👩🚀👨🚀These two explorers could be the first humans on Mars
Tina and Tom Sjogren are explorers. They've climbed Mount Everest, gone back-to-back to the North- and the South Pole, but sort of ran out of new challenges on Earth. Instead, they are looking up in space, more specifically to Mars.
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It is not their goal to get there first, but if their schedule holds, they will be the first two humans to step out on the surface on the Red Planet.
Listen to my interview with these two fascinating people. You'll find it everywhere where you listen to podcasts, search for Warp News.
Tina and Tom Sjögren, or T&T, have broken numerous records.
Tina is the first woman to do the Three Poles Challenge - Mount Everest, the North Pole and the South Pole. On Everest, they broke the record of high altitude broadcasting, and they were also the first to broadcast live pictures and sounds from the Antarctic ice cap.
On February 2, 2002, they reached the South Pole after 63 days of skiing. On May 29, 2002, just four months after having returned from Antarctica, they reached the North Pole completely autonomously at record speed (118 days), and transmitted the first-ever live broadcast of satellite images and sounds from the Arctic pack ice.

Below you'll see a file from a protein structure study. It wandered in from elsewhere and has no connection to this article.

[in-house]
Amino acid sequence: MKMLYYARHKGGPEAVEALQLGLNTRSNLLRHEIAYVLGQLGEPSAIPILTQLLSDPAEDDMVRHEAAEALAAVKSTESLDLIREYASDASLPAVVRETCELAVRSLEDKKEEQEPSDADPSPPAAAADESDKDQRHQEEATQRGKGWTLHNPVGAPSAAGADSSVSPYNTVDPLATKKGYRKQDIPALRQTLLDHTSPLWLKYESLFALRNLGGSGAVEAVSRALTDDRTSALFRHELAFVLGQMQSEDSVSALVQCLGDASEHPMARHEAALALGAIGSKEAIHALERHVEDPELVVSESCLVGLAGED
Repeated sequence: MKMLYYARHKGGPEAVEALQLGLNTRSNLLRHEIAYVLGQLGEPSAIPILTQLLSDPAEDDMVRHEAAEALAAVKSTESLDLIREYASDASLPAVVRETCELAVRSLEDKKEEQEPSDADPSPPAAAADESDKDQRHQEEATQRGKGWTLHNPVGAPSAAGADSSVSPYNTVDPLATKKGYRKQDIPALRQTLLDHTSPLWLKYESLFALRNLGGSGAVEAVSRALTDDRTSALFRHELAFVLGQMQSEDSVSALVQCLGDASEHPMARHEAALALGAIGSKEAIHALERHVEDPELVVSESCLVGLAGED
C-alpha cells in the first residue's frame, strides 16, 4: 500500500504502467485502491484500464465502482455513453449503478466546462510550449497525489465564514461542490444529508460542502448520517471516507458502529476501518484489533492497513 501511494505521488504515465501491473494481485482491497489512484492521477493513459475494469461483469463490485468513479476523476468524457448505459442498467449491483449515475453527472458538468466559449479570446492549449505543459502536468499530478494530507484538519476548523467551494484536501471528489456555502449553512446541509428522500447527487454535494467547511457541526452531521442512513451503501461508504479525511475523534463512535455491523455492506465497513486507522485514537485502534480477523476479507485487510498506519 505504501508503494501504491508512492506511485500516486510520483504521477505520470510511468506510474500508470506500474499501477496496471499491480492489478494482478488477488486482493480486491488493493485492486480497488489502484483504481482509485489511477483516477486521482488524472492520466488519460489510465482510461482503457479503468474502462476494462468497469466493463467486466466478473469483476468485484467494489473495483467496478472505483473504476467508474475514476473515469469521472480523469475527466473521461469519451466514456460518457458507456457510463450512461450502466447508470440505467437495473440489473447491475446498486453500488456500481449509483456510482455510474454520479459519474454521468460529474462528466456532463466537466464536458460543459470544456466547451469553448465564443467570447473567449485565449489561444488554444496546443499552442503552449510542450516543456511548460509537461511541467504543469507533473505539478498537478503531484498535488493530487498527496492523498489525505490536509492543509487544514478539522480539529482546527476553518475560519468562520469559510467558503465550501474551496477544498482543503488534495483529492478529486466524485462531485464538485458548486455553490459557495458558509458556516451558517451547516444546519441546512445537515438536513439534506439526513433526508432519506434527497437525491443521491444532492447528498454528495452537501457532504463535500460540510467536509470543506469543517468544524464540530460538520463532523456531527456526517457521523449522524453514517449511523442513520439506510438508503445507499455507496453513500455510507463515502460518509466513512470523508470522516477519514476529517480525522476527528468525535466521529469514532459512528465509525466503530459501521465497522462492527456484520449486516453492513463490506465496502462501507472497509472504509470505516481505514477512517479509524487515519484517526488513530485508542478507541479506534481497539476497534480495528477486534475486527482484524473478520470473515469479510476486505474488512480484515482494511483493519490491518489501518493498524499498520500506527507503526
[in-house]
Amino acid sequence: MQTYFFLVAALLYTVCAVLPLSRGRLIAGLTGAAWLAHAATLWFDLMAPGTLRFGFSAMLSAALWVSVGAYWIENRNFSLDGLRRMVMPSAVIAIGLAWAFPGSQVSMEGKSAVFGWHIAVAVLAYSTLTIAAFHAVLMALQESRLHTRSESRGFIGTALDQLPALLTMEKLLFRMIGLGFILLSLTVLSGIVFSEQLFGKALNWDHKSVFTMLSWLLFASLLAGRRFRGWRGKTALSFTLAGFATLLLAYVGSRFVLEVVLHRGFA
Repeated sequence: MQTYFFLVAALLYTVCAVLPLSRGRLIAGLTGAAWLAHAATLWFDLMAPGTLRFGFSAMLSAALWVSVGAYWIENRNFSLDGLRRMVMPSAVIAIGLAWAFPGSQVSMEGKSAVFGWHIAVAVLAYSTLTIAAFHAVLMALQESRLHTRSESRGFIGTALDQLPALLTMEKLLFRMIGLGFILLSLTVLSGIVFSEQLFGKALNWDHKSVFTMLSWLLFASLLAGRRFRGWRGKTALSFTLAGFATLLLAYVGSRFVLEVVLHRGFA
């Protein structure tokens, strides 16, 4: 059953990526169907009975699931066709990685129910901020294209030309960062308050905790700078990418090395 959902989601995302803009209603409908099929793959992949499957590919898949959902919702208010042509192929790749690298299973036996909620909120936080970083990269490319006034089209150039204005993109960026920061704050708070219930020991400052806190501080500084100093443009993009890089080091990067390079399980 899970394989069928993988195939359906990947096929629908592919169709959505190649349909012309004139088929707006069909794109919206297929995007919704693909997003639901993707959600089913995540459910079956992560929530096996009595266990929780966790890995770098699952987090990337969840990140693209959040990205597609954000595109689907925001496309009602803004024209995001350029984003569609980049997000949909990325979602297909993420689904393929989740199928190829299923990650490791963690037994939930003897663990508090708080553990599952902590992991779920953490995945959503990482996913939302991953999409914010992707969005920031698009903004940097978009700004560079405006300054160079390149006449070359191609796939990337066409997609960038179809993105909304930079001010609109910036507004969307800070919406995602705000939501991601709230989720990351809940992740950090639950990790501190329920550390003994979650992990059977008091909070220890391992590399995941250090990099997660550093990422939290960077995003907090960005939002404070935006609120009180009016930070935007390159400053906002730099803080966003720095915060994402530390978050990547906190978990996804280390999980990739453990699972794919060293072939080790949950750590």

But they grew tired of repeating the same kind of challenges on Earth, and instead started looking towards the stars.
"On the summit of Mount Everest, I looked down. But Tina looked up. So that is where we are going next," Tom says in the interview.
Now they are building a rocket company to launch satellites into orbit, but also a complete system to get them to (and from) Mars.
They have no background in the space business but says all the knowledge is out there.
"Rocket science is not rocket science anymore," says Tom, and means that all the knowledge is out there. You have to work hard, but anyone can do it.
American research agency, DARPA, convinced them to enter the DARPA Launch Challenge, where they ended up being one of the ten finalists.
If their schedule holds, they'll get to Mars in the 2020s and will then most likely be the first two humans to arrive on Mars.
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